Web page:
Many immigrants do not realize that they can have a major role in the success of a family member’s immigration process. Often permanent residents or citizens do not even realize they have the ability to help family members, but there are three main ways: direct immigration sponsorship (green card), financial sponsor and personal reference assistance. The amount of assistance that qualifying family members can provide is invaluable and, quite often, critical to successful approval.
Individuals who have been involved in the immigration process for years are already aware of the impact they can have on the immigration process for their family members, but still might not know what they can specifically do to help or what benefits their family members qualify for. Almost universally, immigrants and family members are completely unaware of how different forms of immigration relief relate to one another.
Specifically, I have a client with two sons who both received DACA approval within the last year. As a permanent resident, she asked me whether she could still sponsor them for a green card since they had already been approved for immigration benefits or if applying for this benefit would be considered “scamming” the government or illegal.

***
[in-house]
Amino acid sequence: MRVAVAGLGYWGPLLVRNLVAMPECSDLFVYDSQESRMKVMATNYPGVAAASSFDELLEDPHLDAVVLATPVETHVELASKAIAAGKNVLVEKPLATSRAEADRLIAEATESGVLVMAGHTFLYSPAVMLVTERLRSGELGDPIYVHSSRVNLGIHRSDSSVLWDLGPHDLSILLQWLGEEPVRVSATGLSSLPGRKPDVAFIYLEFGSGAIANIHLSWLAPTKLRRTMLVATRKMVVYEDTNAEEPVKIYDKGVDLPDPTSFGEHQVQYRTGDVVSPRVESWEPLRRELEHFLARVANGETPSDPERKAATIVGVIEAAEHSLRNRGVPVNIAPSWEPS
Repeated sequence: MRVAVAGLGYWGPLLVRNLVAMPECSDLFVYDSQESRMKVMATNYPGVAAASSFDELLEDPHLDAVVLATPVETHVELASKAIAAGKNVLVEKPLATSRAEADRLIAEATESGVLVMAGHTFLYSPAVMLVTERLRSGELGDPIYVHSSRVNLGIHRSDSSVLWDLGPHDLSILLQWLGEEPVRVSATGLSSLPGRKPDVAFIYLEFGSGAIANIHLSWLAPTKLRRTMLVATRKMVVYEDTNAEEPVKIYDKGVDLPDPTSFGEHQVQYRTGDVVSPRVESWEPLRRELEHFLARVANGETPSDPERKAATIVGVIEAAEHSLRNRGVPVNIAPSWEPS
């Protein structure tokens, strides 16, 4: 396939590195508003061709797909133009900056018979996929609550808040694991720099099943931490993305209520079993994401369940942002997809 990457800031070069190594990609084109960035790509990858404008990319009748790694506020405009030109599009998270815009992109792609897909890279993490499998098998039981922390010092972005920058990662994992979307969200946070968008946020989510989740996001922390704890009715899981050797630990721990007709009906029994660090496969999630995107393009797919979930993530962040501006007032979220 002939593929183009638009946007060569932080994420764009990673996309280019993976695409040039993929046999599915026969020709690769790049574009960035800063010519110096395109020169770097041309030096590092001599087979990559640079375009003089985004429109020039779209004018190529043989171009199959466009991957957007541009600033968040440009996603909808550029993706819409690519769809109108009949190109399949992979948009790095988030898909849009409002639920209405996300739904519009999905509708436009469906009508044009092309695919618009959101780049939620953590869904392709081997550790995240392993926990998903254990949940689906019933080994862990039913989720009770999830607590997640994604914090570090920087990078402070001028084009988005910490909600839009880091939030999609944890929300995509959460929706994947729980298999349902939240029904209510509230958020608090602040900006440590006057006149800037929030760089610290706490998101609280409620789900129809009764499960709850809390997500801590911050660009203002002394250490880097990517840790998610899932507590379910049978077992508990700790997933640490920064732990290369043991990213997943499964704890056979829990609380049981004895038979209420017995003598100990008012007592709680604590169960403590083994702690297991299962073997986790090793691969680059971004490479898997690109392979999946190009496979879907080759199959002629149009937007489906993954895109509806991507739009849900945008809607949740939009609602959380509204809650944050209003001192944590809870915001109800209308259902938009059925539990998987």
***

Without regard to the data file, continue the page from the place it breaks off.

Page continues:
Applying for multiple benefits is in no way inappropriate or illegal. Qualifying for one benefit does not invalidate your ability to obtain another type of benefit. The key is that immigrants are only able to hold one status at a time. So, the decision as to what benefit to apply for is very important because some benefits are temporary in nature, while others are more long–term. DACA and TPS status are two of the most common temporary benefits that immigrants can later replace with more permanent solutions such as permanent residency.
Another frequent question about family immigration is whether someone’s wife/husband, who has a deportation order, can still be sponsored for immigration benefits. This is a little trickier to answer because it depends so much on the facts of the case. Strictly speaking, the answer is “yes”. Anyone who is eligible for sponsorship by a family member for immigration benefits can file with Immigration Services regardless of their immigration history. The problem is whether they can actually get approved to receive the immigration benefit. There are ways in which even a previous deportation can be overcome and the applicant can receive legal status. How can this be done? To answer this, you must contact an experienced immigration attorney to discuss the facts of the case. Make sure you bring all the relevant information and documents so that he can give you a thorough evaluation and recommendation.